An Edinburgh Brasserie Where it's an Honour to Dine, IMG Cred: Chris Osburn

Have a Taste of Edinburgh

Edinburgh. It’s as delicious a destination as any you’ll find. With five Michelin Starred restaurants and an increasingly aware and sophisticated foodie scene continuing to grow, Edinburgh offers not just some of the best top end dining in Scotland but the whole of Britain as well.

Among the cream of the Edinburgh crop is chef Martin Wishart, whose Restaurant Martin Wishart in Edinburgh’s Port of Leith has been wowing fine dining fans since opening in 1999. With a current Michelin star, four AA rosettes and 8/10 Good Food Guide score, it seems to have made an impression upon the critics too. With experience under kitchen kings such as Albert Roux, Michel Roux Jr, Marco Pierre White, Nick Nairn, John Burton-Race, Marc Meneau and Charlie Trotter, it’s easy to understand why Martin’s cooking is such a hit.

Since establishing his Leith restaurant, Wishart’s gone on to open a cookery school as well as another restaurant, this one at Cameron House Hotel on Loch Lomond. His latest offering is The Honours, a city centre brasserie in the heart of Edinburgh. And everything about it is gorgeous.

With a focus on seasonality and what’s available on the local market, The Honours takes advantage of as many local ingredients as possible along with a few exceptions where the “ingredient itself is of a quality that you can’t find better elsewhere.” On the locally sourced side of things, main dishes like the brasserie’s fillet of warm smoked Loch Duart salmon with citrus, fennel and hollandaise are delectable, while brought in from further afield, a 200 gram presentation of presa steak acorn-fed Iberico pork cooked medium rare with red wine sauce is a drool-worthy import.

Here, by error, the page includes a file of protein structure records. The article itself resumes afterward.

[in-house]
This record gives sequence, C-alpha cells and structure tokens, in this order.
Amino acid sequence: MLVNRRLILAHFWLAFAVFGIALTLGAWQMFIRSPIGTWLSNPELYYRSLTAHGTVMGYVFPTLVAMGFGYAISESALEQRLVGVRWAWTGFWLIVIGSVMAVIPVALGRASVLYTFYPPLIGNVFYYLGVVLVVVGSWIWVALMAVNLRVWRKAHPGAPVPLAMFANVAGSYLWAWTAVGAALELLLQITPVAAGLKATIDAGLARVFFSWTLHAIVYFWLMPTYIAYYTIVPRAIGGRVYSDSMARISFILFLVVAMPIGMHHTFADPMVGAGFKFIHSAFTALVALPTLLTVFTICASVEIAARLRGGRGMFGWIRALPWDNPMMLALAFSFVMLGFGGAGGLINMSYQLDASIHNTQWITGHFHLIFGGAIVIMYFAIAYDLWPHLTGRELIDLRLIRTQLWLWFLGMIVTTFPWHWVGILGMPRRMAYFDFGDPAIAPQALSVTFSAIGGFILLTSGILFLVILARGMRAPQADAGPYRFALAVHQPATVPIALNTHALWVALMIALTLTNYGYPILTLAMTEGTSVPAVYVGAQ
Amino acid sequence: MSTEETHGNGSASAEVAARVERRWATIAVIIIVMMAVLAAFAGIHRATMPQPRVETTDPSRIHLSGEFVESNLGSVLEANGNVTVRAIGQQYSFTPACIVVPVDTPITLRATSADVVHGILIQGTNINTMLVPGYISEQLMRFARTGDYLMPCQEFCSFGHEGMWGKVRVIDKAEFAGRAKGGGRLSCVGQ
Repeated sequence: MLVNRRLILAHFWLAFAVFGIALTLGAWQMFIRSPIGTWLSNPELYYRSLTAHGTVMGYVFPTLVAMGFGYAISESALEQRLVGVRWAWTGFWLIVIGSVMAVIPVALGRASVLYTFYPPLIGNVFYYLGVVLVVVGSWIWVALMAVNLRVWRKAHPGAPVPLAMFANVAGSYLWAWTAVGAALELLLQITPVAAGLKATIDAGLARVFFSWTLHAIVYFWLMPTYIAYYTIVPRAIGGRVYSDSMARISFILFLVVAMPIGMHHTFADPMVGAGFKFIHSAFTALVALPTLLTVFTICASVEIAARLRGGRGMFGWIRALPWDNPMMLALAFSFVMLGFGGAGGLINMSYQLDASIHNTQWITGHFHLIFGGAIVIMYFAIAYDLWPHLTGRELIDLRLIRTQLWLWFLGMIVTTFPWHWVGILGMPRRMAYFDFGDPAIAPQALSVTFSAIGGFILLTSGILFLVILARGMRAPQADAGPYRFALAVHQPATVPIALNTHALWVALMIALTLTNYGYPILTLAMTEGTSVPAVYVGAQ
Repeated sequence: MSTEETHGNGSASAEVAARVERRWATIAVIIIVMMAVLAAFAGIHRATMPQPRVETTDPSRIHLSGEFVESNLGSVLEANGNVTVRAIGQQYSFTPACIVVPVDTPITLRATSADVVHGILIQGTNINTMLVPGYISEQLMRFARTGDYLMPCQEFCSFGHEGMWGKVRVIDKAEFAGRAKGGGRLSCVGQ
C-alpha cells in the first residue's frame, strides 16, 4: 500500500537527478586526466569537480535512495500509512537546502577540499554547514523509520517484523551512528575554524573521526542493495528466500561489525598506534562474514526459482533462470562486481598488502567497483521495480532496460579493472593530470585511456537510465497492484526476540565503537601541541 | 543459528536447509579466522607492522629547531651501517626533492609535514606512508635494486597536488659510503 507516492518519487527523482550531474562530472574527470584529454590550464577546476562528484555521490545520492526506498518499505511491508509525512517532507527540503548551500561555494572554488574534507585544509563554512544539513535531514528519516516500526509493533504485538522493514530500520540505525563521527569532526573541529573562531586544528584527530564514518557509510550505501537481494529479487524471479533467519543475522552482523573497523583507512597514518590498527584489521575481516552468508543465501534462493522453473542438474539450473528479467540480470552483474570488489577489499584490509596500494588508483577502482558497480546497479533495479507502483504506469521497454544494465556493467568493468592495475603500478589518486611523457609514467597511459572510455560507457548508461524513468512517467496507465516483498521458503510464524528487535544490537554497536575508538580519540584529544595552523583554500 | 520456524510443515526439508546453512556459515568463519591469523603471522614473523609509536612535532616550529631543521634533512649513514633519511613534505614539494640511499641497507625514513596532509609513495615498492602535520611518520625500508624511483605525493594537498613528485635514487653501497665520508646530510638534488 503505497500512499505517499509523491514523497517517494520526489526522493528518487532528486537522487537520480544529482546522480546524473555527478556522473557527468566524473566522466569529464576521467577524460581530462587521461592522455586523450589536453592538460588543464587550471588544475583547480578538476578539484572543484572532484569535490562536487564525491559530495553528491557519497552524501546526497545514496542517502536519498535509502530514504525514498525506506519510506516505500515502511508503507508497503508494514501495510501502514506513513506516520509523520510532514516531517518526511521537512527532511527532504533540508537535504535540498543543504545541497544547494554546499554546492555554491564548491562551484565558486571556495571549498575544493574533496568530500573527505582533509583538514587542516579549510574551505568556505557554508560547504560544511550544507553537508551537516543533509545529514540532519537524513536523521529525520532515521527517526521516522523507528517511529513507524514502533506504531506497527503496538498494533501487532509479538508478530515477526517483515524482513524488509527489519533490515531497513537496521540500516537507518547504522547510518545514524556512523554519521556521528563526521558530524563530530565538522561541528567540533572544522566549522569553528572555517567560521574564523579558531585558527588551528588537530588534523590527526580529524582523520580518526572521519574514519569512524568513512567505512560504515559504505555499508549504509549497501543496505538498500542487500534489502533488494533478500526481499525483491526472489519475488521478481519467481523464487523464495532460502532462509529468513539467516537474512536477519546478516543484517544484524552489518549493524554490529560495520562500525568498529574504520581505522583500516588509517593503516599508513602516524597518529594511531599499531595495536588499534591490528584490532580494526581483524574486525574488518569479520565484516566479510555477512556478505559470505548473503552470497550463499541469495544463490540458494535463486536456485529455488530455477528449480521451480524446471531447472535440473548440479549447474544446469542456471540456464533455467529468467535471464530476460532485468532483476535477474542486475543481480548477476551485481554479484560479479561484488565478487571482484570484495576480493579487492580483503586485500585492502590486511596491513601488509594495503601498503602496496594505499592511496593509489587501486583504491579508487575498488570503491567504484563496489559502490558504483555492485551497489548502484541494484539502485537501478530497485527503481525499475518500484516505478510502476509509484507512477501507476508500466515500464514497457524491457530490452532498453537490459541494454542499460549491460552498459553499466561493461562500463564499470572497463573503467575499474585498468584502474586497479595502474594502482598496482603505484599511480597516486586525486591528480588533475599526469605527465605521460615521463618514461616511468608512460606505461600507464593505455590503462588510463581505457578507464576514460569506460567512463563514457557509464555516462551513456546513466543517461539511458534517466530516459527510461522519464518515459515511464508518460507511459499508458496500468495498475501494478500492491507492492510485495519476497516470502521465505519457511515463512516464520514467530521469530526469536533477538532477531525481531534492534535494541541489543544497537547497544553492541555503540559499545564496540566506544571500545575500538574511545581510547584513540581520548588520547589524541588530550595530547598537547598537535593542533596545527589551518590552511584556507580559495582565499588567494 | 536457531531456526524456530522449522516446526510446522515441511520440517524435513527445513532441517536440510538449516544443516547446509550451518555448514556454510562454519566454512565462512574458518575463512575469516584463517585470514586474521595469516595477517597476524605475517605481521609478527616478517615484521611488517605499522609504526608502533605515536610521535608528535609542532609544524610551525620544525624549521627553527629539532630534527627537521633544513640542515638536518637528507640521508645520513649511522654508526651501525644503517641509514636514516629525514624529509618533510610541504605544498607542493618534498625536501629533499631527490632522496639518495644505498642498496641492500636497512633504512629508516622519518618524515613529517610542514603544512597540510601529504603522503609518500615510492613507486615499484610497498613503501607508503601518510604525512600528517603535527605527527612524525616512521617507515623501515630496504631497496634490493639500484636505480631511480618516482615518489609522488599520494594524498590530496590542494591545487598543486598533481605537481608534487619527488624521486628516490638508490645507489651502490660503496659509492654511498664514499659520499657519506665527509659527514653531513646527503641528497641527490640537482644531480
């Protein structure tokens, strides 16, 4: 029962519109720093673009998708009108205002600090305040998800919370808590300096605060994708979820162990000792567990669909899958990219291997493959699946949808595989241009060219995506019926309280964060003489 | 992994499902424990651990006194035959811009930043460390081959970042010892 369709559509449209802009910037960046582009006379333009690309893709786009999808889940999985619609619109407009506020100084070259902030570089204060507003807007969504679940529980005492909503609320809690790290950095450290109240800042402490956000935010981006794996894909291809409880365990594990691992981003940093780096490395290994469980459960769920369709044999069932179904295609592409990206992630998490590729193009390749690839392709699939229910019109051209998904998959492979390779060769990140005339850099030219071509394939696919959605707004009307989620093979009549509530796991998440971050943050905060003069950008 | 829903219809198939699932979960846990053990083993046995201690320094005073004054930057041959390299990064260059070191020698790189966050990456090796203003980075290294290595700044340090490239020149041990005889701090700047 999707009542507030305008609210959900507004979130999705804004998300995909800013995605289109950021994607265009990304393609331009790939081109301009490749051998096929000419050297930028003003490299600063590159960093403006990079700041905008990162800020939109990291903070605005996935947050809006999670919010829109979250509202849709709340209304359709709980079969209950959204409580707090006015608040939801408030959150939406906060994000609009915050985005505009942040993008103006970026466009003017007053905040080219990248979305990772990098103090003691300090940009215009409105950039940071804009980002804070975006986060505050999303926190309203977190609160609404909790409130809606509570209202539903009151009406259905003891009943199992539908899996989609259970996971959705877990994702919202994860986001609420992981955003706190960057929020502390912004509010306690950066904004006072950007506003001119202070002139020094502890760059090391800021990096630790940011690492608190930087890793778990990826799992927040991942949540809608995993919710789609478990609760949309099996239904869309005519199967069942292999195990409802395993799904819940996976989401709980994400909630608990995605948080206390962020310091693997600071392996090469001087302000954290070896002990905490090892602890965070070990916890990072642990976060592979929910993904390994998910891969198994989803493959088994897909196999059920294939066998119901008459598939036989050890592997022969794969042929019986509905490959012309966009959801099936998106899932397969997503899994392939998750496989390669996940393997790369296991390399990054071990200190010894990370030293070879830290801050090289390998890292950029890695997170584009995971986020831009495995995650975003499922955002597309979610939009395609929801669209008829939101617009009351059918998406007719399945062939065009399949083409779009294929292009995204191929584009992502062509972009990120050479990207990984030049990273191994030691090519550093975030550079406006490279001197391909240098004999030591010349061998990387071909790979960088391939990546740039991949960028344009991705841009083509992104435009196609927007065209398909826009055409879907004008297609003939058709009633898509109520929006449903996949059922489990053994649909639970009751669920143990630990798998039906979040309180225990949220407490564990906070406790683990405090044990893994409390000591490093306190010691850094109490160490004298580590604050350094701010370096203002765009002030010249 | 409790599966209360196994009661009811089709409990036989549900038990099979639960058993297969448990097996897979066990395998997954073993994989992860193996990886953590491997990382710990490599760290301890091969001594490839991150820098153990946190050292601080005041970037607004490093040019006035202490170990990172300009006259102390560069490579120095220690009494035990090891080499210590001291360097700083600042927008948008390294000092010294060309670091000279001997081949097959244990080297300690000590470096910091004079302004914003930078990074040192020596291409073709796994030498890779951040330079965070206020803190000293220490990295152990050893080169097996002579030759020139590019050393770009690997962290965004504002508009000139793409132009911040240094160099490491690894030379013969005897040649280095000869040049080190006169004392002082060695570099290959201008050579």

But it's not just about the main event! Lock Fyne crab Marie Rose with white radish, espelette pepper and wheat cracker is a delicate starter suggesting just how much attention to detail goes into each dish. And beginning one’s meal with Wishart’s caponata with aubergine, red peppers, tomatoes, capers, pinenuts, and raisins equally inspires the palate with its mélange of flavors. A Black Forest gâteau freshly churned in The Honours’ own Carpigiani machine with artisan vanilla ice cream, chocolate sponge and Griotte cherries finished with a warm Valrhona chocolate sauce (£6.75) ensured fancy-schmancy dining can still be a lot of fun.

The thoughtful menu alone makes The Honours well worth a visit. However, it should be noted that the elegant art deco feel of the restaurant, along with some of the most impeccably gracious service you'll probably ever come across in the UK add layers of “oh yeah” to any visit. And what may first seem like a compromise, I can attest that dining at the bar is a great way to enjoy The Honours. The bar staff are incredibly friendly, full of Scottish charm and stories and most certainly know their spirits and their vino. Waiting staff are just as attentive and aware of those elbowed up as they are of their table-seating patrons.

Book a flight to Edinburgh today and experience the goodness!

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photo: Chris Osburn


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